Sooo simple(ish), were it not for the fact that these are not round, but elliptical curves making what appears to be a round ring, and a whole lot of time spent in preparing the piece for setting.
Enjoy a few steps of the process,
Jim,Controlled melt edge? Yes, your spot on, you only get one go at it, timing is crucial.
also your next post, Moore and Wright center finder, know them well.
Dont have that one but others.
You may have Millers Falls? (USA) hack saw frames with rosewood handles,? hand drills?
Then theres Starrett Athol Mass. Diston etc.
Have them all.
One of the things I love about reading your process posts is seeing parts whose relationship I don’t immediately know. And then… a few photos down the line, it all comes together, and there it is, that beautiful final piece.
Thank you for your response and your time—I know our time is valuable, even more so these days as we get older. Sounds like you have had an interesting and exciting journey so far—being around talented people and the time you have had in the industry, is very advantageous. You have done well for yourself and I admire your work !!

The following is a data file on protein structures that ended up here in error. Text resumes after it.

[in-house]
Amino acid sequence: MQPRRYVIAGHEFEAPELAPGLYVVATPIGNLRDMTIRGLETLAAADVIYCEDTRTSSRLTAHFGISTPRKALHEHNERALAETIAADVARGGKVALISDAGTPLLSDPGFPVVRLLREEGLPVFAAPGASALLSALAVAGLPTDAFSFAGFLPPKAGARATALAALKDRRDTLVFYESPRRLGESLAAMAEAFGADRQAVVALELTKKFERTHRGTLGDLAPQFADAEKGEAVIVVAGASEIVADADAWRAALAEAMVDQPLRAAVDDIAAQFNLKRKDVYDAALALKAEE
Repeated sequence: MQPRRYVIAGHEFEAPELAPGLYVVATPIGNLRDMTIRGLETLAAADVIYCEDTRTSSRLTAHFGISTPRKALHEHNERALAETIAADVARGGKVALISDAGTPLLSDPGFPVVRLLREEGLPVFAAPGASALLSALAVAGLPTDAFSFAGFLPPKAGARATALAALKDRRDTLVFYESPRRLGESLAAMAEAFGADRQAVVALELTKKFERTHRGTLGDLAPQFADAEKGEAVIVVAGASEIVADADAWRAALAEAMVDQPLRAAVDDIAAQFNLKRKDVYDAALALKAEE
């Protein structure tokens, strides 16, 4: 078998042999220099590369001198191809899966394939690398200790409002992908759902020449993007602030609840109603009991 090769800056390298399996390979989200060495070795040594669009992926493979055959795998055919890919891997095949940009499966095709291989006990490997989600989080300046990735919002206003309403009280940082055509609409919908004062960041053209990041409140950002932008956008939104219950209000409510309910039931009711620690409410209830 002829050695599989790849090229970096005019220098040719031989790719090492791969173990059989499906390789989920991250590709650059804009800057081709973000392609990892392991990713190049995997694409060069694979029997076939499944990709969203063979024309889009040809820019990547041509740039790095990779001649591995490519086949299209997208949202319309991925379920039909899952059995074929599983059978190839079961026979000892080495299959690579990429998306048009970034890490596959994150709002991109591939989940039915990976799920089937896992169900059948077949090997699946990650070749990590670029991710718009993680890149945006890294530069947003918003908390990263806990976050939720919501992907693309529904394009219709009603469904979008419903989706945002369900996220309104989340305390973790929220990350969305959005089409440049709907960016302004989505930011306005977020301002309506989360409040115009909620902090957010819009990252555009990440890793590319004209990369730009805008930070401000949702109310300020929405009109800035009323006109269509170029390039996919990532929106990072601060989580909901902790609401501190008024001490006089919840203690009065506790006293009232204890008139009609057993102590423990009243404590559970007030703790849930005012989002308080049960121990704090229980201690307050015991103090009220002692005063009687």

I got involved with rocks and minerals around 3 years ago here in Jacksonville, Florida with a non-profit organization called Jacksonville Gem & Mineral Society (JGMS). Call it what you want—I think that it was meant to be! It introduced me to a world I never really knew about – Gems and Minerals from our awesome world!! There’s around 400 members (100 or so active) and we teach faceting, glass blowing, silversmithing, cabbing (natural stones) wire wrapping, PMC, Chainmalle- etc. Our members for a small fee ($3-$5 an hr.) can take classes and start a new adventure in life!!
When became involved with JGMS, I took a cabbing and silversmith class—now 3 years later I’m a Silversmith instructor- Cabbing instructor and will be President of the club next year !! Oouuchhh!! Not really, I really enjoy my time there-- sharing what I’ve learned so far, and it keeps pushing me further in my abilities. Of course, my time is donated to the club, being a non-profit.
That’s my story on how I came to be and where I am so far today. I have a studio in my home (It’s set up pretty good so far, I’ll include pic) and I have a piece of property locally at our beaches where my intention is to build my own studio and have a retail outlet. My money making job—is home remodeling, I’ve been a general contractor for over 25 years now and I have to juggle that which pays the bills --and my most inner passion of working with Sterling Silver/Brass/Copper (and soon Gold) and natural stones and gems.
Jim, I really appreciate your help and insight !!! It’s wonderful to have someone to turn to and to share this beautiful journey with!!
Would love to meet up if your down my way or if I’m in your neck of the woods!!
She’s one lucky lady. That’s a gorgeous ring, Jim!
This piece is so beautiful in its simplistic form, yet so incredibly creative in its masterful design. I just love it !!!
Beautiful as always! Great job!